University of Cambridge > Talks.cam > Engineering Department Structures Research Seminars > Compact Folding of Flat Arrays Composed of Panels with Uniform Thickness

Compact Folding of Flat Arrays Composed of Panels with Uniform Thickness

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Many aerospace arrays have large flat profiles composed of regular polygonal panels. They need to be packaged into small volumes for launch, and subsequently deployed to seamless flat surfaces once in orbit. Examples of such structures include solar arrays and reflectarray antennas, which are made from rigid thick panels. It is always very challenging to package such arrays compactly without any voids, especially when they are composed of panels with uniform thickness and are designed to have bi-directional deployment with a small number of degrees of freedom. In this talk, I shall demonstrate a kirigami based approach that enables compact folding of such arrays without any voids.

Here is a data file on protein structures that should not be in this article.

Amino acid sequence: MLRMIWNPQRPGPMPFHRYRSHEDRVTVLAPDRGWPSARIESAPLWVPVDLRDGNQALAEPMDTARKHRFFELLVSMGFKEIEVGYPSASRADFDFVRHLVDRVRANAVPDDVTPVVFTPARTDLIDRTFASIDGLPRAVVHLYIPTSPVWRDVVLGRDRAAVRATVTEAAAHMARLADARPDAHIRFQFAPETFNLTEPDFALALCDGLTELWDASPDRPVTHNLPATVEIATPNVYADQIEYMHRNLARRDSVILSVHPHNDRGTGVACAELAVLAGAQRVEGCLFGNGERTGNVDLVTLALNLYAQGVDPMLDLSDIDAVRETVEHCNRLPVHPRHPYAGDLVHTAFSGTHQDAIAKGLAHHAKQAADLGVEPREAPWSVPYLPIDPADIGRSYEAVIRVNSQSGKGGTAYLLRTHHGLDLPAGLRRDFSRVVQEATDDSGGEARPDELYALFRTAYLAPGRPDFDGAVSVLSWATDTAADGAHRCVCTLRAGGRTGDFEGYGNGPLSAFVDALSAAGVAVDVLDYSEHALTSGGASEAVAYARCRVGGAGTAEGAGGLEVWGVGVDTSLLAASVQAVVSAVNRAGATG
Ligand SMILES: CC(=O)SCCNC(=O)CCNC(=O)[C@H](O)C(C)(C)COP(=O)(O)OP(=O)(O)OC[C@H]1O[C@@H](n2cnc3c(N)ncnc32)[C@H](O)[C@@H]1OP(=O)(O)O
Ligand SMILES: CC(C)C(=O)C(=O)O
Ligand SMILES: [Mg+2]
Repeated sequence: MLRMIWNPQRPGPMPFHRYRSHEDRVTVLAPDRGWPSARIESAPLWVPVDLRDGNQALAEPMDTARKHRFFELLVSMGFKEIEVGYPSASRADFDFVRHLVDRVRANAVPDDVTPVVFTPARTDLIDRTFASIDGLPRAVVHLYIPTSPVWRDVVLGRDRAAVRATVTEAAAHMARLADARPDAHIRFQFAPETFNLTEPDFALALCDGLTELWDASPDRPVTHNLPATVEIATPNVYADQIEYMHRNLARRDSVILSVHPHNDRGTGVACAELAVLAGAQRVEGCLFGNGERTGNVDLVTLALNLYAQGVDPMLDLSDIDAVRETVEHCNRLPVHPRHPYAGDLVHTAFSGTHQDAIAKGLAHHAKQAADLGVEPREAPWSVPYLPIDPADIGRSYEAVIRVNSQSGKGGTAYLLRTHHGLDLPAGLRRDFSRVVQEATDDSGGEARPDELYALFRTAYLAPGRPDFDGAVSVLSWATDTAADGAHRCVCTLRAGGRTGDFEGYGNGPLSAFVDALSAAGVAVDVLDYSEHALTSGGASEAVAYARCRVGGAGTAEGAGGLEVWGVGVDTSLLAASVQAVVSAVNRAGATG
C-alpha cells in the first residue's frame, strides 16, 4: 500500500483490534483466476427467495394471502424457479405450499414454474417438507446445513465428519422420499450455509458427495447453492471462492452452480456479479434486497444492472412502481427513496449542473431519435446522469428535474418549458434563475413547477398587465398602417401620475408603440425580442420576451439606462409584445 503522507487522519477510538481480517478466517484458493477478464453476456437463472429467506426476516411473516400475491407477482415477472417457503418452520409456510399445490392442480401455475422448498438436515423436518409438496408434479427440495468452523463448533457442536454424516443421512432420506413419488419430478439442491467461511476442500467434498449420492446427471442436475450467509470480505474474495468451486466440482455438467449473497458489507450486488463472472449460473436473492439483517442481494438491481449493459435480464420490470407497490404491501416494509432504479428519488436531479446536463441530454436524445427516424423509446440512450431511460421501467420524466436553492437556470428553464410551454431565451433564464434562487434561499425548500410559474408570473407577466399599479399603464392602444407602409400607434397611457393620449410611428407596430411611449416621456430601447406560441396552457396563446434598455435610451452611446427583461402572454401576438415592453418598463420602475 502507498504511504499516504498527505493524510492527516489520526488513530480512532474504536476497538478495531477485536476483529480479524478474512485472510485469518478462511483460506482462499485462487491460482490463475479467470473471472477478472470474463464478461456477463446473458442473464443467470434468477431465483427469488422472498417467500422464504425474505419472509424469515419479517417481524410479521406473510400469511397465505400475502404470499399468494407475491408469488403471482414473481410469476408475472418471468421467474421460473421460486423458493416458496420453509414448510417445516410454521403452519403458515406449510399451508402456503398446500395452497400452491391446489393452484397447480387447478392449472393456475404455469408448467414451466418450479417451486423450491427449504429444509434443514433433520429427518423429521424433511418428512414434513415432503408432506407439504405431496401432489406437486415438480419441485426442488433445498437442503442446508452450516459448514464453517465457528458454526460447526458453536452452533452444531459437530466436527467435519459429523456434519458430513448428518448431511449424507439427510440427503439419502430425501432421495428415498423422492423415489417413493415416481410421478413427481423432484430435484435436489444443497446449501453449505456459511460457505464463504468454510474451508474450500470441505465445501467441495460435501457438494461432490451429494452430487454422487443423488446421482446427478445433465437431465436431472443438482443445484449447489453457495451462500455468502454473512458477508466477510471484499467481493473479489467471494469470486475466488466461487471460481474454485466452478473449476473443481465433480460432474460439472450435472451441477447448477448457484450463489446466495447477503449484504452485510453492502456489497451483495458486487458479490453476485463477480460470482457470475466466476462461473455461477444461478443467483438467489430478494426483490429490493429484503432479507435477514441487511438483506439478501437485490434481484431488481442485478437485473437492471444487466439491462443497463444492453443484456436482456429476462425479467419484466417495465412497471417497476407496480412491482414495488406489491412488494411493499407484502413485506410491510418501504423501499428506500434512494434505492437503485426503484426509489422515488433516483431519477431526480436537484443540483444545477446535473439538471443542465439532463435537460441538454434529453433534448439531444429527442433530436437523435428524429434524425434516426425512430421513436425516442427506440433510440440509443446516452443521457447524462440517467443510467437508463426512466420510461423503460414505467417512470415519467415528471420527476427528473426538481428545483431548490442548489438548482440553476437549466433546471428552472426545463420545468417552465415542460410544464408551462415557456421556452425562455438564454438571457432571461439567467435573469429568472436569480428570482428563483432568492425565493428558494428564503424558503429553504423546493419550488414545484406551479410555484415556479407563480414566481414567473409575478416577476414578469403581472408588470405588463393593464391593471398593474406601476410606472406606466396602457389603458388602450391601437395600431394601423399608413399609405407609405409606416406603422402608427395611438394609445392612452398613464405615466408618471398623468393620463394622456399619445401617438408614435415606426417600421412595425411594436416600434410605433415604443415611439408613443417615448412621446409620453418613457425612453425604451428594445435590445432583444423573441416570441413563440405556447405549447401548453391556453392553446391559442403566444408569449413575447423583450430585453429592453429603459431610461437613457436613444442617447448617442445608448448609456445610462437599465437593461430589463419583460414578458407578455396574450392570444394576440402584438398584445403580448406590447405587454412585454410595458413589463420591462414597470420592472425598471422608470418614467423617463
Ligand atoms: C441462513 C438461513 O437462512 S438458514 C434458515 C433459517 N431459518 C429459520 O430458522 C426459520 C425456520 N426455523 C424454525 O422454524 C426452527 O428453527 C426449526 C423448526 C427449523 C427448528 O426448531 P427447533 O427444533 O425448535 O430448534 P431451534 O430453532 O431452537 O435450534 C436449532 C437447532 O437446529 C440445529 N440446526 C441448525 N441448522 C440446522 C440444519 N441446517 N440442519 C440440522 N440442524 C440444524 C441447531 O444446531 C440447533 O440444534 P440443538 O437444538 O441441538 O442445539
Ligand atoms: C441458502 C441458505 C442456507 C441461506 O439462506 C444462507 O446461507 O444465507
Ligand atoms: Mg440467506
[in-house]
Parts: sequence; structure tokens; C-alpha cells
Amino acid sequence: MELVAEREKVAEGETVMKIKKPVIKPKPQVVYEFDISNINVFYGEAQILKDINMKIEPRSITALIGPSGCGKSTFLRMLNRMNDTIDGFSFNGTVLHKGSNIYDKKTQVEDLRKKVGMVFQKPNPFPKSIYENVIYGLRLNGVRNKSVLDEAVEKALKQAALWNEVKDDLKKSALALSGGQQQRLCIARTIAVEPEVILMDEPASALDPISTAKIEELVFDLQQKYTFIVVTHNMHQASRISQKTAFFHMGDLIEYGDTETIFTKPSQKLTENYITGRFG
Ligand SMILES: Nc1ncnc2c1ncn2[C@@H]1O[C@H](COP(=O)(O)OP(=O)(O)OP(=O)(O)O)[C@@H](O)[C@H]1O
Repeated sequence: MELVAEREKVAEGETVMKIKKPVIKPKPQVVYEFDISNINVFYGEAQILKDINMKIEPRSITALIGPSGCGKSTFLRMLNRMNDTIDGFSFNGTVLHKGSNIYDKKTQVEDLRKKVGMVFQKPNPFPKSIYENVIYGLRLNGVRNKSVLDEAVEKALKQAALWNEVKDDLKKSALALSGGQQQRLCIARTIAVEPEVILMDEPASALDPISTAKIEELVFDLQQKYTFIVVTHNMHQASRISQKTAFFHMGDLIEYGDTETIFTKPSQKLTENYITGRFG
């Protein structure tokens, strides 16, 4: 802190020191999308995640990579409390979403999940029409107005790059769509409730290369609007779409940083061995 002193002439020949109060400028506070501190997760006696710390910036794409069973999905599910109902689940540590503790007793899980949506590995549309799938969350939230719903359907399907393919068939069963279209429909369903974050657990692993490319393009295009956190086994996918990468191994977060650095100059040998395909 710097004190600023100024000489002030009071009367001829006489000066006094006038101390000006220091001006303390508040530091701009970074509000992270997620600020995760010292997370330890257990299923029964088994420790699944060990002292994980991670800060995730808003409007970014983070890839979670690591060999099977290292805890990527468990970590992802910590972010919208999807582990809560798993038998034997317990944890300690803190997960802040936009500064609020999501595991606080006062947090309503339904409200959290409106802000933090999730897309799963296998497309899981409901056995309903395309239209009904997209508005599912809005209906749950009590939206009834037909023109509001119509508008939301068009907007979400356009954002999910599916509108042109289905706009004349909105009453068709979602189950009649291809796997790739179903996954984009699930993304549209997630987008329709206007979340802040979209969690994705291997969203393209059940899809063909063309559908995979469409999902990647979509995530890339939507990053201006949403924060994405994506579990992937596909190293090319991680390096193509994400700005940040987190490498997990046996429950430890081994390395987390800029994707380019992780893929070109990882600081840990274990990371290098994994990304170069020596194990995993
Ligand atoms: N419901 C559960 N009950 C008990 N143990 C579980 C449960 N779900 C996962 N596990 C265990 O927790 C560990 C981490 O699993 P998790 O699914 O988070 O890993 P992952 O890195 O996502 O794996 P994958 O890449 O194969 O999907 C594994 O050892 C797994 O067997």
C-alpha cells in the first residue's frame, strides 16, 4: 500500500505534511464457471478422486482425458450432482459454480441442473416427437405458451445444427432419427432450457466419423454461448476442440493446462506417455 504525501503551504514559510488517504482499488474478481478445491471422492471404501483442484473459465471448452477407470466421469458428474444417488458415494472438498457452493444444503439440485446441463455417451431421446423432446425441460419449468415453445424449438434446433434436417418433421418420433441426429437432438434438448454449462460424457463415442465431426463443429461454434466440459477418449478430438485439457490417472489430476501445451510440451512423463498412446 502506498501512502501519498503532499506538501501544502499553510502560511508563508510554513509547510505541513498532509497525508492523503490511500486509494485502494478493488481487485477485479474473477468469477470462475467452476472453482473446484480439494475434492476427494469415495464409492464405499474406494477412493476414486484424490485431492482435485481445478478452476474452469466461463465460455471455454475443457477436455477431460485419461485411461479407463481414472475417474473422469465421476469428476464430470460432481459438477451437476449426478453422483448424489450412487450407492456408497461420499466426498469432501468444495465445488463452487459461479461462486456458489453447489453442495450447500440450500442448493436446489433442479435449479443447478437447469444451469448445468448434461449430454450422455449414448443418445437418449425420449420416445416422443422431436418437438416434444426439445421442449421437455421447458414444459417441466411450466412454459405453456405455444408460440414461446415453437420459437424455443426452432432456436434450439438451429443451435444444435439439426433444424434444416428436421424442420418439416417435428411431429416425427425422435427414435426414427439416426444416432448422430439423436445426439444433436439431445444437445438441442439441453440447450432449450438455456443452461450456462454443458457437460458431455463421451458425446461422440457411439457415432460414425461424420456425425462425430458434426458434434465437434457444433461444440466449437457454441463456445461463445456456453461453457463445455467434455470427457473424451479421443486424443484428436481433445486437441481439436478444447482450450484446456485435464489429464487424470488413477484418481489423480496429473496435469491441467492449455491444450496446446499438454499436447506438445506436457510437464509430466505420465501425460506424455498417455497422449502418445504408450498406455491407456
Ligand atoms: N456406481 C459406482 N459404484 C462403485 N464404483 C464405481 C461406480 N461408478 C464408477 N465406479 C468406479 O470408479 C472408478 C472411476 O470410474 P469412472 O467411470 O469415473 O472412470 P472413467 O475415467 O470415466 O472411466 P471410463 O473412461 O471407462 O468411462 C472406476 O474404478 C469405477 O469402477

Origami and kirigami have great advantages in folding large thin sheets into compact volumes. However, when thick panels are involved, origami based approaches often lead to large gaps along the hinges or uneven surfaces in deployed states. In the newly proposed approach, a thick-panel deployable kirigami element is first introduced using the Hamitonian circuit in which eight panels with shapes of isosceles triangles and parallelograms are connected together by revolute joints. It is effectively an eight-link closed kinematic chain, named as an 8R element, that can be folded compactly without any voids. After that, four such elements are coupled together to form a deployable structure with a single degree-of-freedom. More 8R elements can be added to tessellate a plane. Although slits are introduced in the tessellation to accommodate thick panels during the folding process, they are completely closed in the fully deployed states. Therefore, a completely flat array made from thick panels with uniform thickness is obtained that retains the compact folding property of its constituent elements.

This talk is part of the Engineering Department Structures Research Seminars series.

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